Connexins (Cxs) are homologous four-transmembrane domain proteins and constitute the major components of gap junctions. Among a cohort of patients with nonsyndromic hearing loss, we recently identified a novel missense mutation, E269D, in the GJC3 gene encoding connexin 29 (Cx29), as being causally related to hearing loss. The functional alteration of Cx29 caused by the mutant GJC3 gene, however, remains unknown. This study compared the intracellular distribution and assembly of mutant Cx29 (Cx29E269D) with that of the wild-type Cx29 (Cx29WT) in HeLa cells and the effect the mutant protein had on those cells. Cx29TW showed continuous staining along apposed cell membranes in the fluorescent localization assay. In contrast, the p.E269D missense mutation resulted in accumulation of the Cx29 mutant protein in the endoplasmic reticulum (ER) rather than in the cytoplasmic membrane. Co-expression of Cx29WT and Cx29E269D proteins by a bi-directional tet-on expression system demonstrated that the heteromeric connexon accumulated in the cytoplasm, thereby impairing the formation of the gap junction. Based on these findings, we suggest that Cx29E269D has a dominant negative effect on the formation and function of the gap junction. These results provide a novel molecular explanation for the role Cx29 plays in the development of hearing loss. © 2009 Springer-Verlag. Source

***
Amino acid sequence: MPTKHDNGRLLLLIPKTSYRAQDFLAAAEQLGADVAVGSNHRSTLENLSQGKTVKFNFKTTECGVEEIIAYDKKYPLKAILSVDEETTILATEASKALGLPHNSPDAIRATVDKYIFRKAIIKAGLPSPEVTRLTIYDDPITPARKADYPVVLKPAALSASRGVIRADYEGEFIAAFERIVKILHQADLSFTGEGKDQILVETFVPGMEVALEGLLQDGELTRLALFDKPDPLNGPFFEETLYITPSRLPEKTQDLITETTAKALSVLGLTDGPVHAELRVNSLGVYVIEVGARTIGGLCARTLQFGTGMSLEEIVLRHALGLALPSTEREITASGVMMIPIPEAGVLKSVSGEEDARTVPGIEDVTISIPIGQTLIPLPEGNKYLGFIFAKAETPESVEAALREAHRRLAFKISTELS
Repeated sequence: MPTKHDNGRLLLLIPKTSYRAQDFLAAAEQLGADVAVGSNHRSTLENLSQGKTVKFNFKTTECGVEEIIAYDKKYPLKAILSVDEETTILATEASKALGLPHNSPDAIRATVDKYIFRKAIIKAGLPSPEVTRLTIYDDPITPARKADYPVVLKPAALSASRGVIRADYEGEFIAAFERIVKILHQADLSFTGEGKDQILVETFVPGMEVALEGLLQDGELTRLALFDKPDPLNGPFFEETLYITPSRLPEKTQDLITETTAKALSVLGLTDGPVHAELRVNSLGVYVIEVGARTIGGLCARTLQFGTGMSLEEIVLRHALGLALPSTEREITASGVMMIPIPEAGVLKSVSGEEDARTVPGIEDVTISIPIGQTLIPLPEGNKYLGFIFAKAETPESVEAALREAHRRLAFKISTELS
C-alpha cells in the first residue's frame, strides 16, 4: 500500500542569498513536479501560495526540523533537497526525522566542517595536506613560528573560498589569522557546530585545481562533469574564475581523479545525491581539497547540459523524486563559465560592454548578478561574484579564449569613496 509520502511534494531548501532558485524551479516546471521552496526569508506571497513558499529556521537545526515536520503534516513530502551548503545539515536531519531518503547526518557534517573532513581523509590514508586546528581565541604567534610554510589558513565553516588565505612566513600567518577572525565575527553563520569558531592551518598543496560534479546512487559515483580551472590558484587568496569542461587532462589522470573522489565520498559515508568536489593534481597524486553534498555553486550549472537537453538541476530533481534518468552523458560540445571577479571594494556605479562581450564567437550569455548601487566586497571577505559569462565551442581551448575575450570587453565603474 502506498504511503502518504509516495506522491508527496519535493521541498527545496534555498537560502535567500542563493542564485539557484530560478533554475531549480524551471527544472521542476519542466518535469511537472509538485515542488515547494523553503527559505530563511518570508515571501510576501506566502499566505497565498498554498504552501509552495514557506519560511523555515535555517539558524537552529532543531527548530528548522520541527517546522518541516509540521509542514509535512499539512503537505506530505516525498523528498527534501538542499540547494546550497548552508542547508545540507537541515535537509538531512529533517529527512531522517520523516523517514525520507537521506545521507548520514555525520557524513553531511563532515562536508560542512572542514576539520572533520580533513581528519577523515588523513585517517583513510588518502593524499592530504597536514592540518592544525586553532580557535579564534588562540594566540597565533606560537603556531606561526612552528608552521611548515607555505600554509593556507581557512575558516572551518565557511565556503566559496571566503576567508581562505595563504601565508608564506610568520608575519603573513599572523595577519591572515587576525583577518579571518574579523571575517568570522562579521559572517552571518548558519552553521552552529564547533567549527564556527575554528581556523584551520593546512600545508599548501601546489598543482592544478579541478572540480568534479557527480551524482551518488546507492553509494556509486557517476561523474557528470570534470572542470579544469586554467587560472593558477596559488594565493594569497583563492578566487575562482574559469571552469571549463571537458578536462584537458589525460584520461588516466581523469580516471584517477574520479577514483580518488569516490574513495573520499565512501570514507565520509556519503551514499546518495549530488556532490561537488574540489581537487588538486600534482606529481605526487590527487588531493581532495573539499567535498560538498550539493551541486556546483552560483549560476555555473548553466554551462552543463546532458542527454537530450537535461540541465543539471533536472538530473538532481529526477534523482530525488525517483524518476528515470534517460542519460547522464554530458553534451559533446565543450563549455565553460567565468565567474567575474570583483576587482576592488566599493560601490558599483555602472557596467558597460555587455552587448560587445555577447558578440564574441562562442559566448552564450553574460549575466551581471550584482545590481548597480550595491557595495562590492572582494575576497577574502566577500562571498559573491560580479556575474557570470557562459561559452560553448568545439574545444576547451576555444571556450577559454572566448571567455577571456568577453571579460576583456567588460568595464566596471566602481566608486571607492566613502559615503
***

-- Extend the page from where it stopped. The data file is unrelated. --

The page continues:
Su C.-C.,Tian Sheng Memorial Hospital | Li S.-Y.,Chung Shan Medical University | Su M.-C.,Chung Shan Medical University | Chen W.-C.,Chung Shan Medical University | Yang J.-J.,Chung Shan Medical University
European Journal of Human Genetics | Year: 2010